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Home / Articles / Music / Music Features /  Rock 101
Rock-School-Cindy Cook
Students of Candyman Strings & Things’ rock programs demonstrate their accomplishments at concluding showcases.

Rock 101

Pop quiz: what's cooler than a school that teaches rock? Nothing.

February 28, 2012, 12:00 am

Kids involved with the world of music tend to excel in countless other areas. So why is the excitement of most school music classes generally limited to an instrument as fantastically boring as the recorder


“Yes, [area] schools do offer a certain amount of music, but it’s nowhere near as prevalent as it once was,” Mikey Baker tells SFR. “Regardless, it’s definitely not the same as our students getting the help to put together their own bands.”


Baker is an instructor at the Summer Rock Camp and kids’ Rock School at local music outlet Candyman Strings & Things. 


Entering their third year, the music programs, devised by Candyman co-owner Cindy Cook and local musician Ross Hamlin, provide informal instruction for youngsters interested in writing and performing music in an ensemble setting. Staffed by such local talent as Hamlin, Peter Williams, Pablo Champion and Baker, Rock School/Rock Camp have become almost essential options for young Santa Fe music lovers who simply won’t (or don’t) get the same type of music education elsewhere.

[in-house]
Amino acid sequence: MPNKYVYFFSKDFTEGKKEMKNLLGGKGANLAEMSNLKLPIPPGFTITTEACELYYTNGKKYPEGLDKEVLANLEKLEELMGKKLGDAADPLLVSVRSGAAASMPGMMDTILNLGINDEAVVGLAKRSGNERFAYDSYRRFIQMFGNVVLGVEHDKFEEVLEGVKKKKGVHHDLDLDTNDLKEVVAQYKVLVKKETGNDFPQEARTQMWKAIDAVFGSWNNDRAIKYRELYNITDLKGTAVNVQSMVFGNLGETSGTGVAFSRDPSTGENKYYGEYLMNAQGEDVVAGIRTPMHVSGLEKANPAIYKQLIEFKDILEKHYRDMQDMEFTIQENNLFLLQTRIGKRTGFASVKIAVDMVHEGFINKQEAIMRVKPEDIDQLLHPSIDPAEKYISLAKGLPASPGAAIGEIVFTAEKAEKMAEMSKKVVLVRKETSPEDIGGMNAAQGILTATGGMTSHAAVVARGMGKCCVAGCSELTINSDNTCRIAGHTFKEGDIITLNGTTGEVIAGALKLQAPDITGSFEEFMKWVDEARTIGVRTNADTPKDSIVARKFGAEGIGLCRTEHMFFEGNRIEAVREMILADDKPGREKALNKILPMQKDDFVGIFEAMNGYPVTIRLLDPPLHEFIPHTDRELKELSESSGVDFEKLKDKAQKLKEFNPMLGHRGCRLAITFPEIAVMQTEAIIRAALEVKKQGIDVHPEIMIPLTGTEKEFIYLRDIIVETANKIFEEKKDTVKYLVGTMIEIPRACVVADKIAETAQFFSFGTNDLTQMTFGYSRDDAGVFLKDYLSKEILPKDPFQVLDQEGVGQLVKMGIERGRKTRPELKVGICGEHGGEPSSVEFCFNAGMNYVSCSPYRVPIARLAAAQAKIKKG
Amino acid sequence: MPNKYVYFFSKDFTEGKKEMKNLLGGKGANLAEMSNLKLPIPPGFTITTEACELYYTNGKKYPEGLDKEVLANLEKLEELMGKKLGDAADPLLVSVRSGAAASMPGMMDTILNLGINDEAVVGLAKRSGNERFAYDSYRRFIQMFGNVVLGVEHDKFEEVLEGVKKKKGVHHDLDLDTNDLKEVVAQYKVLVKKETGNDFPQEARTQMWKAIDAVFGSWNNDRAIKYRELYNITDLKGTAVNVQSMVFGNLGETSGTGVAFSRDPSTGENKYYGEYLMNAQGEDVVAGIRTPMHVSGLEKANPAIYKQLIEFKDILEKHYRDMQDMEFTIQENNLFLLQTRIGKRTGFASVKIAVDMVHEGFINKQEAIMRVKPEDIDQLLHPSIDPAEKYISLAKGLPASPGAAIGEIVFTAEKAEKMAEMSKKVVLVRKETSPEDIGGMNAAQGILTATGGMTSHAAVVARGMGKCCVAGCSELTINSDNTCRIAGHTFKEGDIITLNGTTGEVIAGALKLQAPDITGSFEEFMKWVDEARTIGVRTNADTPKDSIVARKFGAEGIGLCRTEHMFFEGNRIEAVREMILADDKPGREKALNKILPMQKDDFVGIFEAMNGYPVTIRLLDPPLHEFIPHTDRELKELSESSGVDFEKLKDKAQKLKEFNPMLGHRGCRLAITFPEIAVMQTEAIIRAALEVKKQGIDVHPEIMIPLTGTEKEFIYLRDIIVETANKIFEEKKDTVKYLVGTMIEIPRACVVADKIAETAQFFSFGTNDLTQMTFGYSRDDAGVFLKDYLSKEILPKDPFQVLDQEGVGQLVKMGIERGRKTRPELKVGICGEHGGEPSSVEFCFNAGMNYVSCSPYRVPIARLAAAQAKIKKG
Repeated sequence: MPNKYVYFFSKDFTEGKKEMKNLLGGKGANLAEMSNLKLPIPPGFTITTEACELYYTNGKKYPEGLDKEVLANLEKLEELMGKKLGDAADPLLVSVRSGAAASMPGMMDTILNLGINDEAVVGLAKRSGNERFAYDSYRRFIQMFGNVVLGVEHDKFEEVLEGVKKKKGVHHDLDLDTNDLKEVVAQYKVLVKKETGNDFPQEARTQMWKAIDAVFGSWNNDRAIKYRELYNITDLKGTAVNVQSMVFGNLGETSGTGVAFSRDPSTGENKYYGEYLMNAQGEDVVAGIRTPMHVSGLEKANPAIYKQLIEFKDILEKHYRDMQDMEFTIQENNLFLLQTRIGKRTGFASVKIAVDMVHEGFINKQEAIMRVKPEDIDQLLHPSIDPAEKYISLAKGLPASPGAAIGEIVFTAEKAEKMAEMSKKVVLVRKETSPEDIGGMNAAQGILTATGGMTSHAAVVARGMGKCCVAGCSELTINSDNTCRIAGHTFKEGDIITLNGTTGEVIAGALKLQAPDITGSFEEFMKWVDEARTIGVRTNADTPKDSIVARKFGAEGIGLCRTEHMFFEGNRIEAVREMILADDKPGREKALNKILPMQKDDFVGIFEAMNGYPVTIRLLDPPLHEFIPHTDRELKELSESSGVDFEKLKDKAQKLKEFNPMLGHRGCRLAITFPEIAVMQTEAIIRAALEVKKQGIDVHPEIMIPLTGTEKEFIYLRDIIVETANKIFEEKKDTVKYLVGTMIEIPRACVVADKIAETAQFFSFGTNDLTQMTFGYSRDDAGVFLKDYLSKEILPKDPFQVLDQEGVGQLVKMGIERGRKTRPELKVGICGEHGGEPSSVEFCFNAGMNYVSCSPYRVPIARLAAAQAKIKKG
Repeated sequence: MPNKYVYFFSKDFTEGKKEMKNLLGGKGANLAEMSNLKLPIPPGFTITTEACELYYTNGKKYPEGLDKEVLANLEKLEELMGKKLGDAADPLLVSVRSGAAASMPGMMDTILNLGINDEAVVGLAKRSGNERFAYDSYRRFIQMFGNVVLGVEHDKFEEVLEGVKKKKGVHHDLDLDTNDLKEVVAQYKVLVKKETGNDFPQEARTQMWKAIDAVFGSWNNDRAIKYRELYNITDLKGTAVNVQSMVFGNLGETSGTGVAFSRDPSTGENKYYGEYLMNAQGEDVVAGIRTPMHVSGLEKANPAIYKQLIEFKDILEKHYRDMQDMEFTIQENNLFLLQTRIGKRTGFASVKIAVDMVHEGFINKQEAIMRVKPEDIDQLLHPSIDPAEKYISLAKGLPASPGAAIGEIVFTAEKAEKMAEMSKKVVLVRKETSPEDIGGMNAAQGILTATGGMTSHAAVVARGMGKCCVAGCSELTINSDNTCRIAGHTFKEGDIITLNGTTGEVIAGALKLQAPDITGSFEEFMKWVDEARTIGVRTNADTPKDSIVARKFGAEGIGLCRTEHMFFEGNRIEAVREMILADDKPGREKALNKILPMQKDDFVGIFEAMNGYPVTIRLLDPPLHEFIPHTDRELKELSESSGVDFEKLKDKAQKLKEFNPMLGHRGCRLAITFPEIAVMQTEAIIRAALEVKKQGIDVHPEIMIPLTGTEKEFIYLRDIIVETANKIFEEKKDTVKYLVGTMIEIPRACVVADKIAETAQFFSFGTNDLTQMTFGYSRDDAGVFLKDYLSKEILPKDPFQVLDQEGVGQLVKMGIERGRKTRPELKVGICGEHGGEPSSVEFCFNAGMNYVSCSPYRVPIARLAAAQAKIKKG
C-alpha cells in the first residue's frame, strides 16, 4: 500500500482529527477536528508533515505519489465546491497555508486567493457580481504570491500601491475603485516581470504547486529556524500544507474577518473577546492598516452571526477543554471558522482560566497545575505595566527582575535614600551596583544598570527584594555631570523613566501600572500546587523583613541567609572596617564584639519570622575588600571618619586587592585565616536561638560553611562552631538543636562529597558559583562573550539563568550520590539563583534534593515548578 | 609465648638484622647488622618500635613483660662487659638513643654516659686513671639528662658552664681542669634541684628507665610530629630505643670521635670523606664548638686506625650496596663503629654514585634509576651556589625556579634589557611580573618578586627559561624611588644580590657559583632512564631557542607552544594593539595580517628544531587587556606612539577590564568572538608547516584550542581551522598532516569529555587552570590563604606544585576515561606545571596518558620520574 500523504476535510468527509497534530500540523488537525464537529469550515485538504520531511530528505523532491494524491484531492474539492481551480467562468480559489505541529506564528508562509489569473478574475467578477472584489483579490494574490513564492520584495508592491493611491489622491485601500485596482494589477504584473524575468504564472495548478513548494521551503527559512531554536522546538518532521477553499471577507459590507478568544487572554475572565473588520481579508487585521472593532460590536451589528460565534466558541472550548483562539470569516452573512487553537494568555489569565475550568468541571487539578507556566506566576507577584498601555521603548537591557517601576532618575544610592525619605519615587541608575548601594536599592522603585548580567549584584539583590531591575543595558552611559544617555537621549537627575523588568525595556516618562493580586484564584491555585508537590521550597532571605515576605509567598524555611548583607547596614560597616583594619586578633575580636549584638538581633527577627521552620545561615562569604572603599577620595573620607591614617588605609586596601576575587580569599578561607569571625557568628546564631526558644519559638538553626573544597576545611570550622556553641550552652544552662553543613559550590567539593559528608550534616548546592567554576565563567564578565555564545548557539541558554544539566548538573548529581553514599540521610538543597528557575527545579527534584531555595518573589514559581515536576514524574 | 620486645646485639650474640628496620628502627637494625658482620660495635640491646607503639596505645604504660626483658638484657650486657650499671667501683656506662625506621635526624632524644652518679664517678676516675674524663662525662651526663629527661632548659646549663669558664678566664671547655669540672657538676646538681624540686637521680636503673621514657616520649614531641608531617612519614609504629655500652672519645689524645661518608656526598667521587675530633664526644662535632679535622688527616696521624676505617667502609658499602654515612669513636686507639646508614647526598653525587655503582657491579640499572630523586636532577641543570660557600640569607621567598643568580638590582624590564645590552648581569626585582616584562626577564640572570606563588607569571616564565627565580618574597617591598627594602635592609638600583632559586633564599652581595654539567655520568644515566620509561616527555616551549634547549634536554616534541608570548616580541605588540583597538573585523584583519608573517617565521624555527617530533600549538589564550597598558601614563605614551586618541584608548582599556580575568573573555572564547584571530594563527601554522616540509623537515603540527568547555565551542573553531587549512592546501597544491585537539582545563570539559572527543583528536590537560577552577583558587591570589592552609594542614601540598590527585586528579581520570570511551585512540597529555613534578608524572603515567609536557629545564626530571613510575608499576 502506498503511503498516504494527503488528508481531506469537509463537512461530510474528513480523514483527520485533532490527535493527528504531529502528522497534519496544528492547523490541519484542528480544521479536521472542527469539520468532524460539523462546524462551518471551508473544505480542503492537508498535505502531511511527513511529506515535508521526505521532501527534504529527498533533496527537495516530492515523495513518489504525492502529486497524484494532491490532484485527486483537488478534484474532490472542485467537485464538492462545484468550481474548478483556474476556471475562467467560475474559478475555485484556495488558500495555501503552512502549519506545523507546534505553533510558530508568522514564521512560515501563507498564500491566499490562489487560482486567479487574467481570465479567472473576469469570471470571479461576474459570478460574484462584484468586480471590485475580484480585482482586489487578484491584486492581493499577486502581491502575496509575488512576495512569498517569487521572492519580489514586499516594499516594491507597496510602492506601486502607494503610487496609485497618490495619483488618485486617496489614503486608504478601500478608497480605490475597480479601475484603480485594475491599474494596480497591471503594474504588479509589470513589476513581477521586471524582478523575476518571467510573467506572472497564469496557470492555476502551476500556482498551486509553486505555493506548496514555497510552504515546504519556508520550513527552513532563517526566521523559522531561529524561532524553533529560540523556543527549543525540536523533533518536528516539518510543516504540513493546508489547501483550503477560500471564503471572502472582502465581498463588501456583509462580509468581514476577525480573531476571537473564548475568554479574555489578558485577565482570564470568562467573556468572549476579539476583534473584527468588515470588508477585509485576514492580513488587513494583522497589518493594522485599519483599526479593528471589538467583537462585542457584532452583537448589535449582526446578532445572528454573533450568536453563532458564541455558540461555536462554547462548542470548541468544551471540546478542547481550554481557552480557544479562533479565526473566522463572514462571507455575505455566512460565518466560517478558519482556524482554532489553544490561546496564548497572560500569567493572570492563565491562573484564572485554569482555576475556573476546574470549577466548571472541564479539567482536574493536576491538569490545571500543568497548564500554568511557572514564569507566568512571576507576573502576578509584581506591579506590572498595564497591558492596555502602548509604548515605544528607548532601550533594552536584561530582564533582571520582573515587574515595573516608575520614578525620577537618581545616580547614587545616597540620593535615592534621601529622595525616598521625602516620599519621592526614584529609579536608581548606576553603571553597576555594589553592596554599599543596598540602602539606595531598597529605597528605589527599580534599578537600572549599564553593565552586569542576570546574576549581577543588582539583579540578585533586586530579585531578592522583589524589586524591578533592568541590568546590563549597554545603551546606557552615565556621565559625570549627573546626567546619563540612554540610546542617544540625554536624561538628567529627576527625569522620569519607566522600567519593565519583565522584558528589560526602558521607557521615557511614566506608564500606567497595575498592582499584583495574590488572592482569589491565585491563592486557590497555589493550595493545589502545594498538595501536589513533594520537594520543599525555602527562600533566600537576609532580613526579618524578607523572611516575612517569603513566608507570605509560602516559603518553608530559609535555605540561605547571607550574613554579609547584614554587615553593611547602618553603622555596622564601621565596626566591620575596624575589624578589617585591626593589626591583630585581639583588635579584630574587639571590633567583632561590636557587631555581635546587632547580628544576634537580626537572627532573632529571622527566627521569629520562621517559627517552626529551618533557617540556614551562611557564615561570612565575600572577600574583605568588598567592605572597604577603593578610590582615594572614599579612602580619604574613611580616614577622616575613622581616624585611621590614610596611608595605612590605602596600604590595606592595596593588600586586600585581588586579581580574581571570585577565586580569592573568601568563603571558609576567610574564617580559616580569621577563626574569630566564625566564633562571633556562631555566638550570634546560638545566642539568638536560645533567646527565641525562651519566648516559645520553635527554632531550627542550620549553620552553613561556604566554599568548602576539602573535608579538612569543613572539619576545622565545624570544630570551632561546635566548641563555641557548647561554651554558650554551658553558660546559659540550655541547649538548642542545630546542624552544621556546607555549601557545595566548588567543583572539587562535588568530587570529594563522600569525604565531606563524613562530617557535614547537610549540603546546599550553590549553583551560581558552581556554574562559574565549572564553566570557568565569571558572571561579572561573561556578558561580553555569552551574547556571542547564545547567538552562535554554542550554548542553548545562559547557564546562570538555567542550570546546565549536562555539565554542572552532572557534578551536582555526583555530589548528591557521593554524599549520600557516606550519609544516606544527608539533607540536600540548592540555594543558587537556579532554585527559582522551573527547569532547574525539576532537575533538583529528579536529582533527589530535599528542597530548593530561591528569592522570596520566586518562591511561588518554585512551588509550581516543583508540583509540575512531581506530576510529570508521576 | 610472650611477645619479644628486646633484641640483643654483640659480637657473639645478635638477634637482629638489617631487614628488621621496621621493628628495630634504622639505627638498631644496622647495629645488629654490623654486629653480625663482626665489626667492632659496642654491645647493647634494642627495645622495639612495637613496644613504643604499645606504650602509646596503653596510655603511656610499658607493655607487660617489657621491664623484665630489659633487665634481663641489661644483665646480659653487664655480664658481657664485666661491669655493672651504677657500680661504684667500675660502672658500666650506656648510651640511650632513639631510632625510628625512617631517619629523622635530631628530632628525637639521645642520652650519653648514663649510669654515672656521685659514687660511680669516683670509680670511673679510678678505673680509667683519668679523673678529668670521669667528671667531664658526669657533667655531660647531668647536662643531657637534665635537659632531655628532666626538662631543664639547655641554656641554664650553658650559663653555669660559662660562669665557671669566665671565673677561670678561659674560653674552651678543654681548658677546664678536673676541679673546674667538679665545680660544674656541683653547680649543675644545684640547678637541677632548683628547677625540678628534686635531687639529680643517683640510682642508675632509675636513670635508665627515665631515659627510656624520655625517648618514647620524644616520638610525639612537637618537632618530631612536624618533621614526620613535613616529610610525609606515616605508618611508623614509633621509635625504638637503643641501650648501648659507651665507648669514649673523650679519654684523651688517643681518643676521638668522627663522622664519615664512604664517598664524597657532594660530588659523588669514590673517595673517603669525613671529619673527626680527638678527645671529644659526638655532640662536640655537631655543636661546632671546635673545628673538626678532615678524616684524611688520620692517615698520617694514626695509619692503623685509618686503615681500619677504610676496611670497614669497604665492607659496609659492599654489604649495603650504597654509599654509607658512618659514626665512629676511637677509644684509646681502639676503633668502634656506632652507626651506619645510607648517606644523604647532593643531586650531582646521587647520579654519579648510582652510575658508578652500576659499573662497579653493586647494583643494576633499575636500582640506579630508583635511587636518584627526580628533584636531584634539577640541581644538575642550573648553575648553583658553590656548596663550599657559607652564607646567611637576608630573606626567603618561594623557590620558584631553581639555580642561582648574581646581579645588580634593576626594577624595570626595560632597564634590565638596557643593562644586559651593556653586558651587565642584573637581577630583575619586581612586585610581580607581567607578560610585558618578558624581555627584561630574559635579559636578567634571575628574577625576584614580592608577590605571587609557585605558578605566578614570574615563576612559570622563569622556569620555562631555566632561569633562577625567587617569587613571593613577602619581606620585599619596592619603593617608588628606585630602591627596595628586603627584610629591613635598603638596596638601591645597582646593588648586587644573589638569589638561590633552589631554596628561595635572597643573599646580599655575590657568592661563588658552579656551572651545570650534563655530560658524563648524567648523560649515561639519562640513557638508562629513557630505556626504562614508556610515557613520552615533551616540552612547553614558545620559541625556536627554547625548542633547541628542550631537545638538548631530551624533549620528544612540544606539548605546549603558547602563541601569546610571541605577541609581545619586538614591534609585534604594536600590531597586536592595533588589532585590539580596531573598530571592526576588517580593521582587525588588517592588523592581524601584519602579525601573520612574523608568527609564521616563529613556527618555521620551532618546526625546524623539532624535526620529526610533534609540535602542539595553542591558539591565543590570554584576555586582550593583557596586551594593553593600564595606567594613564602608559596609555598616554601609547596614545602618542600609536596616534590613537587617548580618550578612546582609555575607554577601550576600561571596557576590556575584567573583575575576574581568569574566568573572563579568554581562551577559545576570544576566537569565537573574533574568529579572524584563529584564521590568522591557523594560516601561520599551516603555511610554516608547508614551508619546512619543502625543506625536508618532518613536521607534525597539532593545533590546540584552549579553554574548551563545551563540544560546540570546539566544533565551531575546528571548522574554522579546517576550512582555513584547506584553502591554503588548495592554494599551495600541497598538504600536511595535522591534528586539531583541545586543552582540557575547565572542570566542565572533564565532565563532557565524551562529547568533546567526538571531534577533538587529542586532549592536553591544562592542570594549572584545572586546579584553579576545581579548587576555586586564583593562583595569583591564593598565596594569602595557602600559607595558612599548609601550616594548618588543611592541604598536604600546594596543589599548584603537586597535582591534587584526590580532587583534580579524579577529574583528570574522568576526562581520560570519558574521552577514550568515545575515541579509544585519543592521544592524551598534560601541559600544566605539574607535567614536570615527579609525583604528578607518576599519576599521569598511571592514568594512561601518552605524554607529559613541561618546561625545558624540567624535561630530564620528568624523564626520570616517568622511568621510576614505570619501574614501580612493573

Each program has certain benefits. Rock School is an after-school, couple-of-hours affair, which lasts six weeks and culminates in a showcase performance at Sol Santa Fe Stage & Grill.
Rock Camp, which takes place in the summer, runs five hours per day and is a tad more intensive. Students hold a final performance at Sol as well, and also get the chance to record a few songs at Stepbridge Studios and take part in on-air interviews at local radio station KBAC


“They really like the radio part,” Baker says.


The Candyman offers a limited number of scholarships for young rockers who have to slay on a budget or couldn’t otherwise attend. (Donations are totally welcome at candymanstringsandthings.com.)
Surely, a few wealthy Santa Feans are willing to help kids from low-income families learn to rock.
Private lessons and sitting on the foot of the bed playing along with the stereo may be the old standbys, but no one can deny the benefit of actual working musicians providing local youth the structure, resources and know-how to form their own music projects. 


Ten-year-old Casey Chandler enters her second year with Rock School next month, and is already champing at the bit to get back to rockin’. “I’ve always loved music and singing, but performing in front of people was kind of terrifying for me,” Chandler says. “Now that I’ve been working with [Rock School], I’m not afraid anymore, and I learned that, when you’re not afraid, you can do pretty much anything…and people will listen.”


So kids, bug your parents. Let them know that you want to learn to rock out. And parents, be cool. Bands are a constructive, productive way for your kids to gain self-esteem, make lifelong friends and look totally cool in the eyes of their friends. Everybody wins when everybody’s rocking.


“I’ve often said that music is the single greatest form of human expression, and to foster that with our students has been incredible,” Baker says. 


Rock School
March 10- April 21
$250
Candyman Strings & Things
851 St. Michael’s Drive
983-5908

 

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